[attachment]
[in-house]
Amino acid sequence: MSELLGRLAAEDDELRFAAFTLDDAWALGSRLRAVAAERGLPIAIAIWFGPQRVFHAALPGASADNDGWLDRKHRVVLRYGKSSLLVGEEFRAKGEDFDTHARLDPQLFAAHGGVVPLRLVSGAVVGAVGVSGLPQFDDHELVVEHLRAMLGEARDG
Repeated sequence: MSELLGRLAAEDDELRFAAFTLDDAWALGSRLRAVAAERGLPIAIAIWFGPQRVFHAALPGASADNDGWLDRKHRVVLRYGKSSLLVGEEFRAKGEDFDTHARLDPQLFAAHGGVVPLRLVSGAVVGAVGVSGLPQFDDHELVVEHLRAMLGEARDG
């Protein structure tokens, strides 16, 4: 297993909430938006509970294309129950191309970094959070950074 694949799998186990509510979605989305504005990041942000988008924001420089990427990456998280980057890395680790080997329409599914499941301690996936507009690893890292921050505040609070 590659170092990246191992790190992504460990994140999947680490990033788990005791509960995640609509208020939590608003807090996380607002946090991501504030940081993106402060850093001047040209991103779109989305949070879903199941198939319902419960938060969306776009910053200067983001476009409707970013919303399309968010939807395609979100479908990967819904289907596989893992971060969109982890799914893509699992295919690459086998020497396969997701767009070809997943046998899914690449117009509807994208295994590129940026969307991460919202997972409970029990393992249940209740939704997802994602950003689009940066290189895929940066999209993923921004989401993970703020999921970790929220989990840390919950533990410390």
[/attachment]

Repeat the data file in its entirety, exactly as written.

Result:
[in-house]
Amino acid sequence: MSELLGRLAAEDDELRFAAFTLDDAWALGSRLRAVAAERGLPIAIAIWFGPQRVFHAALPGASADNDGWLDRKHRVVLRYGKSSLLVGEEFRAKGEDFDTHARLDPQLFAAHGGVVPLRLVSGAVVGAVGVSGLPQFDDHELVVEHLRAMLGEARDG
Repeated sequence: MSELLGRLAAEDDELRFAAFTLDDAWALGSRLRAVAAERGLPIAIAIWFGPQRVFHAALPGASADNDGWLDRKHRVVLRYGKSSLLVGEEFRAKGEDFDTHARLDPQLFAAHGGVVPLRLVSGAVVGAVGVSGLPQFDDHELVVEHLRAMLGEARDG
């Protein structure tokens, strides 16, 4: 297993909430938006509970294309129950191309970094959070950074 694949799998186990509510979605989305504005990041942000988008924001420089990427990456998280980057890395680790080997329409599914499941301690996936507009690893890292921050505040609070 590659170092990246191992790190992504460990994140999947680490990033788990005791509960995640609509208020939590608003807090996380607002946090991501504030940081993106402060850093001047040209991103779109989305949070879903199941198939319902419960938060969306776009910053200067983001476009409707970013919303399309968010939807395609979100479908990967819904289907596989893992971060969109982890799914893509699992295919690459086998020497396969997701767009070809997943046998899914690449117009509807994208295994590129940026969307991460919202997972409970029990393992249940209740939704997802994602950003689009940066290189895929940066999209993923921004989401993970703020999921970790929220989990840390919950533990410390």